Osmium evidence for synchronicity between a rise in atmospheric oxygen and Palaeoproterozoic deglaciation

Nat Commun. 2011 Oct 11;2:502. doi: 10.1038/ncomms1507.

Abstract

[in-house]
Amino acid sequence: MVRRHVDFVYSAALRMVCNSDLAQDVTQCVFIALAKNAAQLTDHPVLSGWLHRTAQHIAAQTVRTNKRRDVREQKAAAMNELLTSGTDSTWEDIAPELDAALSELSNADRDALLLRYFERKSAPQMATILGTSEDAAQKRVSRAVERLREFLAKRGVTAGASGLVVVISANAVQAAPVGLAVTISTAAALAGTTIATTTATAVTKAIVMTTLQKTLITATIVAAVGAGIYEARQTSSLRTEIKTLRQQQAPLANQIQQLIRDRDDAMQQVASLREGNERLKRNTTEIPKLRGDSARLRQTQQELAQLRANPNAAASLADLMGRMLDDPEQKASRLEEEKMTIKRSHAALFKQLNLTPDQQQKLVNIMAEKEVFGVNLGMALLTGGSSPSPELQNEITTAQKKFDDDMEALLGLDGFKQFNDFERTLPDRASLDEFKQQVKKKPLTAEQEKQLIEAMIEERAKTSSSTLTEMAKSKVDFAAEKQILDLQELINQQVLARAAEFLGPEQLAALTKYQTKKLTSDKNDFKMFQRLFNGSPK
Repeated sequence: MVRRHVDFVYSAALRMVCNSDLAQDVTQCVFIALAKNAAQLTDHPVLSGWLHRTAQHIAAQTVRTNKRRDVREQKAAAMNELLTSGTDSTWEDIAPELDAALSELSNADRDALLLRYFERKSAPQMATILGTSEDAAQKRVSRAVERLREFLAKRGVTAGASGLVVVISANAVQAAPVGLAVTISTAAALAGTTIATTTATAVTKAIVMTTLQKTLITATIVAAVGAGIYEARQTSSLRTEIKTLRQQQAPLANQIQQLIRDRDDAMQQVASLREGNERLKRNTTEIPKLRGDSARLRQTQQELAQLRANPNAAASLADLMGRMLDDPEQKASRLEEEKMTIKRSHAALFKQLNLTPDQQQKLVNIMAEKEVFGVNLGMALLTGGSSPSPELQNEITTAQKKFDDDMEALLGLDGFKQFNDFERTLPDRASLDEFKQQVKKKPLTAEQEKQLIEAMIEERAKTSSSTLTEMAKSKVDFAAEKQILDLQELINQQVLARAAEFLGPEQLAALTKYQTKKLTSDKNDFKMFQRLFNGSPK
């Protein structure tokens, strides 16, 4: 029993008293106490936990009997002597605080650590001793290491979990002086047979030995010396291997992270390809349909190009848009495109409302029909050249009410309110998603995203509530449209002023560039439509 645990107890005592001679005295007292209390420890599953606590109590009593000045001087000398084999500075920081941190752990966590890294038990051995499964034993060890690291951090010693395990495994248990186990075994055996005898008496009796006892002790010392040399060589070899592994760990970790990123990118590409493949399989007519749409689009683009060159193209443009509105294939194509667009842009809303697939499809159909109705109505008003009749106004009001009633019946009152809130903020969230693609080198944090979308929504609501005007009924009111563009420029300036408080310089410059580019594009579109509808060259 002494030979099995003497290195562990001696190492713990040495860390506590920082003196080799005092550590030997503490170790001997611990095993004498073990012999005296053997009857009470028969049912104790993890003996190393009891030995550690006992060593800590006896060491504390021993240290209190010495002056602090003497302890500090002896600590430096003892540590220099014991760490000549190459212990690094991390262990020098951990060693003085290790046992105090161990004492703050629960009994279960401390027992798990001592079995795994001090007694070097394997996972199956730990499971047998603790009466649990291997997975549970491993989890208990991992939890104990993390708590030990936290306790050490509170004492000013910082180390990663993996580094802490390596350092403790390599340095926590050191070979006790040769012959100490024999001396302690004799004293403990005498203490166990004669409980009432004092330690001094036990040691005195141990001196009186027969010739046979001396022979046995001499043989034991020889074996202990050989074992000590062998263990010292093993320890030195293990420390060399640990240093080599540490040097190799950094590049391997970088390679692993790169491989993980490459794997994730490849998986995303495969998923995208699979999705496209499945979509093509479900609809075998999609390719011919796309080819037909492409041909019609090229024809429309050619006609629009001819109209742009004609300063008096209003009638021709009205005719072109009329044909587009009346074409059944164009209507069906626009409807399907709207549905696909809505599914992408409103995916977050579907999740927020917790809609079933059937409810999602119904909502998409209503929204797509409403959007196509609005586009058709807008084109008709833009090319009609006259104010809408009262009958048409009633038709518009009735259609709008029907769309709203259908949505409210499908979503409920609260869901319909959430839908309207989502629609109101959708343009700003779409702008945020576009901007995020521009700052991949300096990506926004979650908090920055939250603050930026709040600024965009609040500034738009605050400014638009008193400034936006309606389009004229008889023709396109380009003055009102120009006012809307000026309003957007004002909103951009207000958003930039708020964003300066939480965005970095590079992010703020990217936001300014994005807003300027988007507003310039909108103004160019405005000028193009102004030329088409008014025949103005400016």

Early Palaeoproterozoic (2.5-2.0 billion years ago) was a critical phase in Earth's history, characterized by multiple severe glaciations and a rise in atmospheric O(2) (the Great Oxidation Event). Although glaciations occurred at the time of O(2) increase, the relationship between climatic and atmospheric transitions remains poorly understood. Here we report high concentrations of the redox-sensitive element Os with high initial (187)Os/(188)Os values in a sandstone-siltstone interval that spans the transition from glacial diamictite to overlying carbonate in the Huronian Supergroup, Canada. Together with the results of Re, Mo and S analyses of the sediments, we suggest that immediately after the second Palaeoproterozoic glaciation, atmospheric O(2) levels became sufficiently high to deliver radiogenic continental Os to shallow-marine environments, indicating the synchronicity of an episode of increasing O(2) and deglaciation. This result supports the hypothesis that climatic recovery from the glaciations acted to accelerate the Great Oxidation Event.